For those of you who don’t know, I recently finished my first novel, which I’m revising and editing right now. I just got through an edit and I had struggles with an interesting issue, one which I’m not sure how to tackle.
First, some background. My story is an urban/contemporary fantasy, told from a first-person POV, and the main character is a young cop from Philadelphia. Although it’s not necessarily a young adult novel, I want it to be accessible to younger readers. Therefore, I didn’t use any swear words or language that I feel is really objectionable. So here’s the issue: as I went through the manuscript, I realized I tend to use a few words and phrases fairly often: Freaked out. Crap. That sucks/sucked/really sucked. I have to admit, my mom gets mad if I use these words around her, but honestly, they’re quite common for my generation. Would my story work without these words? I’m sure it would. But to me it’s a bit of a stretch in the first place to not have any of my characters, some of them pretty bad people, use foul language.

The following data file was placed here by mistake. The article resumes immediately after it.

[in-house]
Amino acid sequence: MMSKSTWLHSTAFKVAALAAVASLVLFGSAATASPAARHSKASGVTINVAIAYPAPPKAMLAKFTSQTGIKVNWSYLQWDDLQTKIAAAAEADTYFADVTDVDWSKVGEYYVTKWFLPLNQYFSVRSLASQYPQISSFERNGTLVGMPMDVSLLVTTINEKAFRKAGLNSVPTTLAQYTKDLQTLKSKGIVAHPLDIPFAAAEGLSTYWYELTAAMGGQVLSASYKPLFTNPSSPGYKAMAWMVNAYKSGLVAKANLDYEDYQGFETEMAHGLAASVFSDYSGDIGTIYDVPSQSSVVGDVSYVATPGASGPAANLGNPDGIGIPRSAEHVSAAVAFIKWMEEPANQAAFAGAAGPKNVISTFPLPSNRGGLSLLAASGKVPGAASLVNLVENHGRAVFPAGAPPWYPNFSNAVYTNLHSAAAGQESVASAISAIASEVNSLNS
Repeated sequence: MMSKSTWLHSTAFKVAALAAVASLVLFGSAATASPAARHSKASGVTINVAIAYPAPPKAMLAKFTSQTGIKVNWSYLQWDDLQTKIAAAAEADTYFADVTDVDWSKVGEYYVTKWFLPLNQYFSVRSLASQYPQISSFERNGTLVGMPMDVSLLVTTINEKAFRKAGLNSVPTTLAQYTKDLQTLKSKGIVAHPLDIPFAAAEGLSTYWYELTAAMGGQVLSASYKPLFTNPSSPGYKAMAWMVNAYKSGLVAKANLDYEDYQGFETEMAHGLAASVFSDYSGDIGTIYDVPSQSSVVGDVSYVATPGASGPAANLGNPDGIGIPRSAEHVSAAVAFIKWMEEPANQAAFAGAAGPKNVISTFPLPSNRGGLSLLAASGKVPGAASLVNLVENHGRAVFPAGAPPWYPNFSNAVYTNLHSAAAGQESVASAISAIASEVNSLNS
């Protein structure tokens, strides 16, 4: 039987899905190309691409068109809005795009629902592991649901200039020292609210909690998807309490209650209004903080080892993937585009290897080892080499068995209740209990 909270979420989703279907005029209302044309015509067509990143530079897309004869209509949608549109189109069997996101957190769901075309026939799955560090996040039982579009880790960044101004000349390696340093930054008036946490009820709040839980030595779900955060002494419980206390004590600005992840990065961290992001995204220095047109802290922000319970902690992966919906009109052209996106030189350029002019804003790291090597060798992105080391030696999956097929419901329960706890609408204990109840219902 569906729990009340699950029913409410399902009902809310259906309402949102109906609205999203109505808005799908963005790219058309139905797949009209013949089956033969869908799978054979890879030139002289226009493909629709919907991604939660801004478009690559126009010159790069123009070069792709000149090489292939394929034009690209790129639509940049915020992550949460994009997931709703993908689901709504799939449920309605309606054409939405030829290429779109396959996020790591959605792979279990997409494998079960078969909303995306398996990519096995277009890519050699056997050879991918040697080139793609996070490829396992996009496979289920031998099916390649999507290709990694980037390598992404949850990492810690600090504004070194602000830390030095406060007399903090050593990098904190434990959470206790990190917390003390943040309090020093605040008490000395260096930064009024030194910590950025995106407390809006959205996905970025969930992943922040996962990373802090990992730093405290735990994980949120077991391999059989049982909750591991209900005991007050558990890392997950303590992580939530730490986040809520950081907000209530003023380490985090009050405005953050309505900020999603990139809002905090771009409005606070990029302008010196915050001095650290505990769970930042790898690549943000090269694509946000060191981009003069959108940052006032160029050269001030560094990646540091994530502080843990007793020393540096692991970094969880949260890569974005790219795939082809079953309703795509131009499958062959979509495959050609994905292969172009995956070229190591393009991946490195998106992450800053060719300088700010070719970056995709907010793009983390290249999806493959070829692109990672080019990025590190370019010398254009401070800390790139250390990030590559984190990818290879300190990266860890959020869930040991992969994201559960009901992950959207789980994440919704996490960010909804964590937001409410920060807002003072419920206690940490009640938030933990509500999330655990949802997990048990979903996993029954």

Often I’ll be watching some crime drama on network TV and a hardened thug or gangster will be yelling at the cops, and the language is decidedly PG, or PG-13 at worst. While I understand this and definitely appreciate the fact that swearing is still not allowed on TV, it strikes me as inauthentic. How can it be fixed? I have no idea. In reality it’s a pretty minor quibble, and if the rest of the show is well-written and acted, I don’t notice it as much.
Honestly, I don’t know if I would have changed much in my story as it relates to these words. But then it was pointed out to me that using these words dates the story. It makes it contemporary but not timeless. Great. Here I am, striving for a certain verisimilitude, while not resorting to obscene language, and now the language I’ve used isn’t timeless. Not only may it alienate older – and perhaps younger – readers, but in fifty years if anybody reads it, it’ll feel stale and old and so 2010.